Vomiting Vernon's Vertigo

Vernon, a 48-year-old diabetic, hypertensive man, had the sudden onset of vertigo, nausea, vomiting, and tinnitus. His face felt numb on the right side, and his body on the left. When he tried to phone for help, he was unable to dial the phone with his right hand, and could not hear with the phone to his right ear.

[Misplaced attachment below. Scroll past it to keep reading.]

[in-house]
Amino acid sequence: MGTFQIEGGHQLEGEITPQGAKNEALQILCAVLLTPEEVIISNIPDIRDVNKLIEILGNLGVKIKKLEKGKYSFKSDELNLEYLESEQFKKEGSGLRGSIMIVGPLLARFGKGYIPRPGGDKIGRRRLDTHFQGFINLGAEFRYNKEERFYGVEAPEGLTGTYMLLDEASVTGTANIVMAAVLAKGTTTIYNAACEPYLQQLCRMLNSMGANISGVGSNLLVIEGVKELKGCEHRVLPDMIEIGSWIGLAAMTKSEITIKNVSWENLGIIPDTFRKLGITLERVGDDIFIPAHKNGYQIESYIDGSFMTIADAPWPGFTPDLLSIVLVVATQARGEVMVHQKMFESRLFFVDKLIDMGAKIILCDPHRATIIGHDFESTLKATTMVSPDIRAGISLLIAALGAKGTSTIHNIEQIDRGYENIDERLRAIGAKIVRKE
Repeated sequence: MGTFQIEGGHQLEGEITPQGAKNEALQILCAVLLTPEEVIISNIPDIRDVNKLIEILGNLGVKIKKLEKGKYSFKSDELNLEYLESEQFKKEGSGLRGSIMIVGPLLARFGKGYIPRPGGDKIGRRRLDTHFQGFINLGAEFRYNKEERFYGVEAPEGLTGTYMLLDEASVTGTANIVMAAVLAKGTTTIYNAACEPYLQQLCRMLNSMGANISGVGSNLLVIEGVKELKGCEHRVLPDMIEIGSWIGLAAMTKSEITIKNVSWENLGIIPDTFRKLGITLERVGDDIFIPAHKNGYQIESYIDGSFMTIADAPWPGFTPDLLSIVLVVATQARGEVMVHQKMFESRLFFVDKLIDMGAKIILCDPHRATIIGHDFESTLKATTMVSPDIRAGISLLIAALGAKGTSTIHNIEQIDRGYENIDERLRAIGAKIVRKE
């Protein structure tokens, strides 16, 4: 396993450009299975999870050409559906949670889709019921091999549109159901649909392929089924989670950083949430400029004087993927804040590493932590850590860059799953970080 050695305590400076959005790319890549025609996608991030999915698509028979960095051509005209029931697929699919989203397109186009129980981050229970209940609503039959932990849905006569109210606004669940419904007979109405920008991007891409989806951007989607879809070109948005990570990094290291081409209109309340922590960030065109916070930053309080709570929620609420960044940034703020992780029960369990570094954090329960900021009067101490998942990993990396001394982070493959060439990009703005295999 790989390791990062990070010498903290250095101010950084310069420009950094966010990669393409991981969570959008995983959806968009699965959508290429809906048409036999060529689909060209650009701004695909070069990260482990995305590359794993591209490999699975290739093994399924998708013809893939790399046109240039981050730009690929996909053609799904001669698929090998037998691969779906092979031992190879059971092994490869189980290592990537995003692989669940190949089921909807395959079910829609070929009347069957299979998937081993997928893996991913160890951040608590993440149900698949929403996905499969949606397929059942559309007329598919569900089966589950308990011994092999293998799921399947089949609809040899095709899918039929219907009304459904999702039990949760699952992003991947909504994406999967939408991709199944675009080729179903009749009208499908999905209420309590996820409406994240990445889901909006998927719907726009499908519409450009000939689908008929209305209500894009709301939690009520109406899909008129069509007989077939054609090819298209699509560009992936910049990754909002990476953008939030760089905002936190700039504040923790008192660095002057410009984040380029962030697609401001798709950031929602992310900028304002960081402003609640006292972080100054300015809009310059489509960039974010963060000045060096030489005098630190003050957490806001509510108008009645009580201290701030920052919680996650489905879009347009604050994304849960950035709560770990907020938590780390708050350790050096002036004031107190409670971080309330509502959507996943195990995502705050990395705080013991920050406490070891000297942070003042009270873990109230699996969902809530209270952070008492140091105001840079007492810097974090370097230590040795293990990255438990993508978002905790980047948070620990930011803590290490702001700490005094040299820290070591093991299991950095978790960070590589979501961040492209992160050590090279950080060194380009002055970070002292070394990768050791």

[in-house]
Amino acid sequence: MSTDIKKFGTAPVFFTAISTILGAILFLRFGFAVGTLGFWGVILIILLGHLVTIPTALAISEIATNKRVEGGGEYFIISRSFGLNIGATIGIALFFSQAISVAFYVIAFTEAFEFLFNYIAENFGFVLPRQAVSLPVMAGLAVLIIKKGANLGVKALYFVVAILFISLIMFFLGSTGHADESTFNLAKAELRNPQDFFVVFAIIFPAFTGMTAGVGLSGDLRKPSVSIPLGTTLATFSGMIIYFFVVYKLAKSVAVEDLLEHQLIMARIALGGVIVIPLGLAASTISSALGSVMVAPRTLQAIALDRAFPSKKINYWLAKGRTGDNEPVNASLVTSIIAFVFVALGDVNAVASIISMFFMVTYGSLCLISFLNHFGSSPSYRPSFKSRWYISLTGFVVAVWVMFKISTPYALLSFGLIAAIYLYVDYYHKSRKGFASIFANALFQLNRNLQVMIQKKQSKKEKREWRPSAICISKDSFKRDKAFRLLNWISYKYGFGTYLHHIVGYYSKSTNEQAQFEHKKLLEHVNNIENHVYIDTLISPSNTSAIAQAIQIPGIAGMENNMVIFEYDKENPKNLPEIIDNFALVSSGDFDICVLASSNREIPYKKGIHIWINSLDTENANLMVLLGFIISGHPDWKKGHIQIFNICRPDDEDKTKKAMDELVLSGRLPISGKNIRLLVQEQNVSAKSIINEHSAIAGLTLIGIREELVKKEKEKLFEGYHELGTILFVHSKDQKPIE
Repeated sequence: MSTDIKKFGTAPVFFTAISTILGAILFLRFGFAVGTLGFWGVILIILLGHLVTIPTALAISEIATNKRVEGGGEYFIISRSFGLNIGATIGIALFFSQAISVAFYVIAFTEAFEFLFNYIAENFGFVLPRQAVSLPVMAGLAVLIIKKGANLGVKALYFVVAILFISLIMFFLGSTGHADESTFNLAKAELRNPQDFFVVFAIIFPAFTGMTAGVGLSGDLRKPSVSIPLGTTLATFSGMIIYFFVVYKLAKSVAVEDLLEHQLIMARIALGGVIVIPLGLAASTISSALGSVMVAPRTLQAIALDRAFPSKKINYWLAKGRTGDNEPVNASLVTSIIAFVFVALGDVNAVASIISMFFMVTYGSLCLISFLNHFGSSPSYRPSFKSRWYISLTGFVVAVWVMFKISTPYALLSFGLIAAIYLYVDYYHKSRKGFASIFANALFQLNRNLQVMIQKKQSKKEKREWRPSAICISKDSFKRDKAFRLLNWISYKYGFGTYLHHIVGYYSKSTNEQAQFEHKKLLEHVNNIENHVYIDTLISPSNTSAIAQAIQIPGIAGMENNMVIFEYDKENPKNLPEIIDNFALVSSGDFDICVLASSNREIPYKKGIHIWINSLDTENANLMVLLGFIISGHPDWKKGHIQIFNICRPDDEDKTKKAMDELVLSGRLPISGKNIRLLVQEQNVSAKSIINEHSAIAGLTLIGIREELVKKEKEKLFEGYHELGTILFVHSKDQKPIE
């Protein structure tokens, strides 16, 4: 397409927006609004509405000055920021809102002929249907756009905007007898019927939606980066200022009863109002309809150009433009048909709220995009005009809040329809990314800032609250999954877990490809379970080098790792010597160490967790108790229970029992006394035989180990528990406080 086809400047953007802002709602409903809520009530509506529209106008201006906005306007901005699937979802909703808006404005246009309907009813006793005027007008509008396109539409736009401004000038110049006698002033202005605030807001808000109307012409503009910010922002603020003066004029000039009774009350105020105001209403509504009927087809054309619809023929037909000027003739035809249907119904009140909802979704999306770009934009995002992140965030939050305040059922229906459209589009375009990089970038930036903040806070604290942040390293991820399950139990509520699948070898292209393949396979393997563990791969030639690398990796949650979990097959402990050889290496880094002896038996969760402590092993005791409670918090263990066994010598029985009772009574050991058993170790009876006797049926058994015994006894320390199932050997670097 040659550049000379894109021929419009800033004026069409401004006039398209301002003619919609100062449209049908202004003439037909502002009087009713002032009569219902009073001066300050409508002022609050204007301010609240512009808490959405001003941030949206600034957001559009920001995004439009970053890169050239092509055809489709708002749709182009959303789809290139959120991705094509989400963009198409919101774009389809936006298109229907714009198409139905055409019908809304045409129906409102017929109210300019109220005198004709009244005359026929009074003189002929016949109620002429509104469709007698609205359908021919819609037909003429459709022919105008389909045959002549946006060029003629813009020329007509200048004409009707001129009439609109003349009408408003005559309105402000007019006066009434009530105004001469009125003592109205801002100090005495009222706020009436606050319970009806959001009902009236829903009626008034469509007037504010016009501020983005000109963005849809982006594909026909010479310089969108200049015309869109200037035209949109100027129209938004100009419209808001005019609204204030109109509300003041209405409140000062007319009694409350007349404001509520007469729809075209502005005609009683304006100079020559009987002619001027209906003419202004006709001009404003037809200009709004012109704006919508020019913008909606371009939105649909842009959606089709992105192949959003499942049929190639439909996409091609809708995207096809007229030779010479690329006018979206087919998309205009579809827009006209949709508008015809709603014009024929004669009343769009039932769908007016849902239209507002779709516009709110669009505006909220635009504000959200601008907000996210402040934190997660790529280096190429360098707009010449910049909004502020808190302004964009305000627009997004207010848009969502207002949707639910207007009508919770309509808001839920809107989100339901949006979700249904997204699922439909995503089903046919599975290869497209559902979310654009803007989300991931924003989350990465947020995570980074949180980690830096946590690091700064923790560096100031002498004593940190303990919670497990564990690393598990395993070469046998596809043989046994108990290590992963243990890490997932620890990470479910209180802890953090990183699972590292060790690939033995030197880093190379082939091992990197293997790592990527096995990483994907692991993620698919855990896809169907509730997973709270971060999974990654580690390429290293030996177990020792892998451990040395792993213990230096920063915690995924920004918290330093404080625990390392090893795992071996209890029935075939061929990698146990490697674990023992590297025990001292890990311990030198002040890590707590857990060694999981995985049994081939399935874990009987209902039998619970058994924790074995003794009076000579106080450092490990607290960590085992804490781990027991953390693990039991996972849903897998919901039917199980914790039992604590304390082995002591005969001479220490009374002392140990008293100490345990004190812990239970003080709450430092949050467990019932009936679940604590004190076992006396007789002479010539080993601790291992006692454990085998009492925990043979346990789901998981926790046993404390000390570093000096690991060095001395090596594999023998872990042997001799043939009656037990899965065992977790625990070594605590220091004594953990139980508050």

Examination in the emergency room revealed him to be alert and awake with dysarthric speech and normal mentation. His visual acuity was normal, but the right pupil was 2mm smaller than the left and the right eyelid drooped slightly. The muscles on the right side of his face, including the forehead, were paralyzed. He was deaf in the right ear. There was nystagmus which was maximum on left lateral gaze. Pain and temperature sensation were decreased over the right side of his face and the left side of his body. The right corneal reflex was depressed. The right arm and leg were hypotonic and uncoordinated and demonstrated past pointing, intention tremor, and clumsiness for fine and rapid movements. Muscle strength and deep tendon reflexes were normal, and there were no pathological reflexes.

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